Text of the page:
Let Me Explain the Economics of College Tuition

The Atlantic has discovered that many colleges are soaking the poor by charging high tuition while handing out discounts to students from wealthy families:

Sometimes, colleges (and states) really are just competing to outbid each other on star students. But there are also economic incentives at play, particularly for small, endowment-poor institutions. “After all,” Burd writes, “it’s more profitable for schools to provide four scholarships of $5,000 each to induce affluent students who will be able to pay the balance than it is to provide a single $20,000 grant to one low-income student.” The study notes that, according to the Department of Education’s most recent study, 19 percent of undergrads at four-year colleges received merit aid despite scoring under 700 on the SAT. Their only merit, in some cases, might well have been mom and dad’s bank account.

There’s nothing inherently wrong with handing out tuition breaks to the middle class, or even the rich. The problem is that it seems to be happening at the expense of the poor. At 89 percent of the 479 private colleges Burd examined, students from families earning less than $30,000 a year were charged an average “net price” of more than $10,000 annually — “net price” being the full annual cost of attendance minus all institutional and government aid. Less technically, it’s what students can actually expect to pay. At 60 percent of private colleges, that net price was more than $15,000.

Of course the author of the article is unable to understand why colleges are partaking in such chicanery:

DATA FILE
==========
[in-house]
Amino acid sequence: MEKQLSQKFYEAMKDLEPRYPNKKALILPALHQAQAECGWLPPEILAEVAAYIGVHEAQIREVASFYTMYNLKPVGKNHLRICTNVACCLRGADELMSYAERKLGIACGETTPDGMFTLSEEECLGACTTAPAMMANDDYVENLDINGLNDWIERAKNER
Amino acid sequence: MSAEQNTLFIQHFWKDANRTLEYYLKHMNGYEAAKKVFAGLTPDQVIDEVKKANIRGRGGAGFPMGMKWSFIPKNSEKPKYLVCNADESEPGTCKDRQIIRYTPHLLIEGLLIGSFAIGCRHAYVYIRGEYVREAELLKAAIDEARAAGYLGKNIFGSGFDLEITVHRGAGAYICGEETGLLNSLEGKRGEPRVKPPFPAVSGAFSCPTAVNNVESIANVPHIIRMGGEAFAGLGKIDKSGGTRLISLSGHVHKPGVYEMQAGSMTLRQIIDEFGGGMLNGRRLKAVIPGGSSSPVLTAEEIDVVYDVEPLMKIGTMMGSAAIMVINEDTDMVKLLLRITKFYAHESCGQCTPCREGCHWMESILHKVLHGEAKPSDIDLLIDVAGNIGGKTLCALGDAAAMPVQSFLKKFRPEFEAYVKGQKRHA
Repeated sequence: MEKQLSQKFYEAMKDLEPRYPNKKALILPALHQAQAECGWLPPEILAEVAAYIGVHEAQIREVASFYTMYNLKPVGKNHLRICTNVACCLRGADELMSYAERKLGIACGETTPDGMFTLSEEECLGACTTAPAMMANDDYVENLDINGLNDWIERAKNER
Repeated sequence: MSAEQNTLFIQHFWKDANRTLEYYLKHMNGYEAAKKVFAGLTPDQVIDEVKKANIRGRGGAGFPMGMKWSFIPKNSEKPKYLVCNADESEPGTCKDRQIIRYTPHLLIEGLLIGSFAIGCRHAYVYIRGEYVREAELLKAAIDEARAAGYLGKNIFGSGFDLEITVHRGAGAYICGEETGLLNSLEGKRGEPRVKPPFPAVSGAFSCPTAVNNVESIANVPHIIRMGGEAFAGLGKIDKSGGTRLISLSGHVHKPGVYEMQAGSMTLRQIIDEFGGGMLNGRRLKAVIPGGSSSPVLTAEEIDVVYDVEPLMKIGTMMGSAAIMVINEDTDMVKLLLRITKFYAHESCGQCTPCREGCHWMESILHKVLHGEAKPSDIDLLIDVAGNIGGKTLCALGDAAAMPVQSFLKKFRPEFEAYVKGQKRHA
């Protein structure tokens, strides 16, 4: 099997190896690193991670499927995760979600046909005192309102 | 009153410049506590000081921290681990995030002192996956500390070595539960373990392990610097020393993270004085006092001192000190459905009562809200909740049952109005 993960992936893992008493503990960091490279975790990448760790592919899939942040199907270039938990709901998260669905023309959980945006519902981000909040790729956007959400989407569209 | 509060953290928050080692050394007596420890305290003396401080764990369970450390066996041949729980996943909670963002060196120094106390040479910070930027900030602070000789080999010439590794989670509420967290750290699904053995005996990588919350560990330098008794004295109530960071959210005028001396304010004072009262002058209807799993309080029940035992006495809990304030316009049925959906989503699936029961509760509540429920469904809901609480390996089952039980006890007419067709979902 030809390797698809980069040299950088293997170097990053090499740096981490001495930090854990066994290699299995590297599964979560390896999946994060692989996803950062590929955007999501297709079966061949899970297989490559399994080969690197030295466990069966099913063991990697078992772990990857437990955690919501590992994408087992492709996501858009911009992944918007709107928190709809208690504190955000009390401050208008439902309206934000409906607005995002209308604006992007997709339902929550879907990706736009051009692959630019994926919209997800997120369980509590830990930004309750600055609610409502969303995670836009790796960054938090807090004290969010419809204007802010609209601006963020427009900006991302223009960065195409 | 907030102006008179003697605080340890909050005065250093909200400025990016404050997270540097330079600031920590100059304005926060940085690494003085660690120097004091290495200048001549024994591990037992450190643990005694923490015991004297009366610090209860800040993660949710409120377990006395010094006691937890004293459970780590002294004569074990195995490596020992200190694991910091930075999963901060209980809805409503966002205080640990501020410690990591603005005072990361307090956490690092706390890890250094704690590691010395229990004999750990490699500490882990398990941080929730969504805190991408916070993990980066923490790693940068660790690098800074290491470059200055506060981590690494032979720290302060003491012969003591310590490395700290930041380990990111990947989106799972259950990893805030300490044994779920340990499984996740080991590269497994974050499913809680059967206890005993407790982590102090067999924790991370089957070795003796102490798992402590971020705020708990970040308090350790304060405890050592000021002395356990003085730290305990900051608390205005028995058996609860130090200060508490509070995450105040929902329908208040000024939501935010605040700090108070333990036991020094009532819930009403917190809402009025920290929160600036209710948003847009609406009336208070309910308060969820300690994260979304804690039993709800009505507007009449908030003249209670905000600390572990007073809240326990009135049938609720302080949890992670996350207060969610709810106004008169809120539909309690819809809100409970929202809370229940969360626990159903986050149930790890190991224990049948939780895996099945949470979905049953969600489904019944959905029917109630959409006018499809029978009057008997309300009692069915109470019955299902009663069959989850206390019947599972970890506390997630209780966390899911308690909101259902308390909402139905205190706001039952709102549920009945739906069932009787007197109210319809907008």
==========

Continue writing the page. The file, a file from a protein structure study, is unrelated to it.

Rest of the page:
Otherwise, it’s hard to think of a justification for their behavior. Could it be that their prices are worth it, that the educations they provide justify the eye-popping cost? It’s hard to say definitively. But I’m hoping to put that possibility to the test in the coming week by matching Burd’s data against graduation and student loan default rates. In the meantime, the preponderance of evidence seems to suggest that many private colleges are either undercutting the intent of the Pell program, if not abusing it outright.

I’m nothing if not helpful so let me explain what is going on here. The phenomenon noted by the author is really another version of the state’s war against the poor. That is to say colleges, like states, want to raise a herd of dairy cattle that will produce a lot of milk. Doing so requires culling cattle that produce less milk and breeding cattle that produce more milk.

As the article notes many of the students being favored didn’t score notably well on Scholastic Assessment Tests (SAT) or demonstrate any real form of academic exceptionalism. The primary criteria for handing out discounts appears to be parental income. Why would a college prefer to attract students from wealthy families over students who demonstrate academic exceptionalism? Because students from wealthy families provide more milk.